|For Immediate Release
January 28, 2001
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African American Life in Indiana After the Civil War
Experience a slice of Indiana's past as Freetown Village pays tribute to the first African American U.S. Senator, Hiram Revels, with an interactive and costumed performance at Indiana University Northwest on Wednesday, February 7 at 1 p.m. in the Savannah Center Auditorium. During the performance entitled Shindig, actors dressed in period clothing will also explore myths and superstitions in the Black community particularly during the years following the abolition of slavery.
Incorporated in 1982, Freetown Village is a living history museum based in Indianapolis, and depicts the lives and lifestyles of free Blacks in the year 1870. During this pivotal time in African American history, lives of former slaves changed dramatically with the passage of the 13th, 14th, and 15th Constitutional Amendments, and gave way to major achievements in education, politics, economics and social issues. The “residents” of Freetown Village are composite characters of the approximately 3,000 men, women and children listed in the 1870 Indianapolis census.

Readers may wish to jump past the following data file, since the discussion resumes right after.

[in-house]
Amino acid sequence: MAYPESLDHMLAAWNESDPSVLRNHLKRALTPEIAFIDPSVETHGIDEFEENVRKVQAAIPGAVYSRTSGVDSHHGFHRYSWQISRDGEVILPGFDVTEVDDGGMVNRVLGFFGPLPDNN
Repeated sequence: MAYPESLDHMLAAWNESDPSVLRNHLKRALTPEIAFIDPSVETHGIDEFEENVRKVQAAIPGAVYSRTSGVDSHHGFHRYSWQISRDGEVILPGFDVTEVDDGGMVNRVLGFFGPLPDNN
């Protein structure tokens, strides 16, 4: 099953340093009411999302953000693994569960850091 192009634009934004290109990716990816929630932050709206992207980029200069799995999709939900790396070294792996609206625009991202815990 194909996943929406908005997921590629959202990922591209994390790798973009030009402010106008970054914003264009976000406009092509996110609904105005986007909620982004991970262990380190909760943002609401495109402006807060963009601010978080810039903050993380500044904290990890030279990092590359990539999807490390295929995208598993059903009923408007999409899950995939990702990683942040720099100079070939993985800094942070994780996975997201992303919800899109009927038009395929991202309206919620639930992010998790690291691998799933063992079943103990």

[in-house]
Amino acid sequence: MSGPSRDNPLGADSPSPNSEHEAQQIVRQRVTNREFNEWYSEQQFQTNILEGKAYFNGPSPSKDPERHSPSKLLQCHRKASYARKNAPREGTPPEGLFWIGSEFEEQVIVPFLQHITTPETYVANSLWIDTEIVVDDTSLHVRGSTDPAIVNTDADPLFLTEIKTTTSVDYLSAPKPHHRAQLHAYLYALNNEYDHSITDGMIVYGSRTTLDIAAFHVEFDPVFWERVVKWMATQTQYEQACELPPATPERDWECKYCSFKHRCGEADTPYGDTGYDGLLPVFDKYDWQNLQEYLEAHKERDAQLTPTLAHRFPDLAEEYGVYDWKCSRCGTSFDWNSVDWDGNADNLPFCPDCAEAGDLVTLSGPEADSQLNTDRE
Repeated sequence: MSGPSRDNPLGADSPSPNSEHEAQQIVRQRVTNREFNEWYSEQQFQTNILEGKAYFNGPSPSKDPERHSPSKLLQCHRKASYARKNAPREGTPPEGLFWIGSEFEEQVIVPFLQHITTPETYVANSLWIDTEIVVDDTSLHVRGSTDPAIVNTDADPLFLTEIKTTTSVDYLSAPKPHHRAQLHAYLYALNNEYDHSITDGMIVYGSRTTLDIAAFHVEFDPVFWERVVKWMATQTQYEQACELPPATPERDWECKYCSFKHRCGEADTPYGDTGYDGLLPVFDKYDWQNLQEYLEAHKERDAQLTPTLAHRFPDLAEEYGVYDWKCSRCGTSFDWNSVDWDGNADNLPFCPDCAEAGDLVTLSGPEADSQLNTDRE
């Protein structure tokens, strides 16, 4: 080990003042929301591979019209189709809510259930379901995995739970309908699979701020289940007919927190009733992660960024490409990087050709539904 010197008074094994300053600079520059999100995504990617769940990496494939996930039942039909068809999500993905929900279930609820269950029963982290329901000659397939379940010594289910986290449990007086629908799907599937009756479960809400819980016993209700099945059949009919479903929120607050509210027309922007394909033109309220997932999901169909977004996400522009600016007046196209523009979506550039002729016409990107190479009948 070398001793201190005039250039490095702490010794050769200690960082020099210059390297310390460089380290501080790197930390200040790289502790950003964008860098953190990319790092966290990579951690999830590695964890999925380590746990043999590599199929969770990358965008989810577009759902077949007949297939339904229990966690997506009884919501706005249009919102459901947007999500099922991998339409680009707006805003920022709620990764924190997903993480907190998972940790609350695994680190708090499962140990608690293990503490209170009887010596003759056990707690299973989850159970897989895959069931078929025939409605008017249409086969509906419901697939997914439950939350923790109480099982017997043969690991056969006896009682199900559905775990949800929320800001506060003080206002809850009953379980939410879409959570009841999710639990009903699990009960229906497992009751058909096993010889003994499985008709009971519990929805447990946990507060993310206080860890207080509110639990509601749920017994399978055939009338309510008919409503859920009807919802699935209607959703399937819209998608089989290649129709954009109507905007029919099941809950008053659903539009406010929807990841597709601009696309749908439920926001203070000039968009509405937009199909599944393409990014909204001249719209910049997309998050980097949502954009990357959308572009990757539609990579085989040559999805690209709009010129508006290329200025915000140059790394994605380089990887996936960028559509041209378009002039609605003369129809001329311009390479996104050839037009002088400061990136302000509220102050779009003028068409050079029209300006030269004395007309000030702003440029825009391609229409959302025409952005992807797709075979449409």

Sponsored by the IU Northwest Diversity Programming Group and the Black History Month Committee, the program is open to the community free of charge. For more information on the Feb. 7 program, telephone 219-980-6554. More information on Freetown Village is at www.freetown.org.
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